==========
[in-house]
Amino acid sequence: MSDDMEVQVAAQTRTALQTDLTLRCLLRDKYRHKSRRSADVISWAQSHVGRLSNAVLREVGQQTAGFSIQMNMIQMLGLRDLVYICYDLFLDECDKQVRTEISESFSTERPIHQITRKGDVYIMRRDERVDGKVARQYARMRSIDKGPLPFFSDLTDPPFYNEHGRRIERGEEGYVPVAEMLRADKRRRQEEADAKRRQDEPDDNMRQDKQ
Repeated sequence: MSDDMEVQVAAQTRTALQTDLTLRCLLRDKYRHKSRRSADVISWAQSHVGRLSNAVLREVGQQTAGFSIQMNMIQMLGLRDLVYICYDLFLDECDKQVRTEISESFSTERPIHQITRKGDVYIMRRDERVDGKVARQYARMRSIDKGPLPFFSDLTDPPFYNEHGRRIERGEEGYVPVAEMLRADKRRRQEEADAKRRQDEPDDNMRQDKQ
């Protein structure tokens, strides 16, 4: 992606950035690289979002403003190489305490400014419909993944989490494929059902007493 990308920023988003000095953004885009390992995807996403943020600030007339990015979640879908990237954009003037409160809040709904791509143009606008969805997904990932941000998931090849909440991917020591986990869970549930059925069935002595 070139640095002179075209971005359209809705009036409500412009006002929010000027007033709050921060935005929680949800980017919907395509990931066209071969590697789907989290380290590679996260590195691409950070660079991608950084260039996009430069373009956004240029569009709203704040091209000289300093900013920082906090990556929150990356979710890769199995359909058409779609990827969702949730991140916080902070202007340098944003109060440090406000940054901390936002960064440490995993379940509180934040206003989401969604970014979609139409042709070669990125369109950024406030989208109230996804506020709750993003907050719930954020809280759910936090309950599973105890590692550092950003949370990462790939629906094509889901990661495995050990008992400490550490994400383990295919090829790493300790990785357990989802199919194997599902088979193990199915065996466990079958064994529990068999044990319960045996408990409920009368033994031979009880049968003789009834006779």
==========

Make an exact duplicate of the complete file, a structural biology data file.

[in-house]
Amino acid sequence: MSDDMEVQVAAQTRTALQTDLTLRCLLRDKYRHKSRRSADVISWAQSHVGRLSNAVLREVGQQTAGFSIQMNMIQMLGLRDLVYICYDLFLDECDKQVRTEISESFSTERPIHQITRKGDVYIMRRDERVDGKVARQYARMRSIDKGPLPFFSDLTDPPFYNEHGRRIERGEEGYVPVAEMLRADKRRRQEEADAKRRQDEPDDNMRQDKQ
Repeated sequence: MSDDMEVQVAAQTRTALQTDLTLRCLLRDKYRHKSRRSADVISWAQSHVGRLSNAVLREVGQQTAGFSIQMNMIQMLGLRDLVYICYDLFLDECDKQVRTEISESFSTERPIHQITRKGDVYIMRRDERVDGKVARQYARMRSIDKGPLPFFSDLTDPPFYNEHGRRIERGEEGYVPVAEMLRADKRRRQEEADAKRRQDEPDDNMRQDKQ
């Protein structure tokens, strides 16, 4: 992606950035690289979002403003190489305490400014419909993944989490494929059902007493 990308920023988003000095953004885009390992995807996403943020600030007339990015979640879908990237954009003037409160809040709904791509143009606008969805997904990932941000998931090849909440991917020591986990869970549930059925069935002595 070139640095002179075209971005359209809705009036409500412009006002929010000027007033709050921060935005929680949800980017919907395509990931066209071969590697789907989290380290590679996260590195691409950070660079991608950084260039996009430069373009956004240029569009709203704040091209000289300093900013920082906090990556929150990356979710890769199995359909058409779609990827969702949730991140916080902070202007340098944003109060440090406000940054901390936002960064440490995993379940509180934040206003989401969604970014979609139409042709070669990125369109950024406030989208109230996804506020709750993003907050719930954020809280759910936090309950599973105890590692550092950003949370990462790939629906094509889901990661495995050990008992400490550490994400383990295919090829790493300790990785357990989802199919194997599902088979193990199915065996466990079958064994529990068999044990319960045996408990409920009368033994031979009880049968003789009834006779």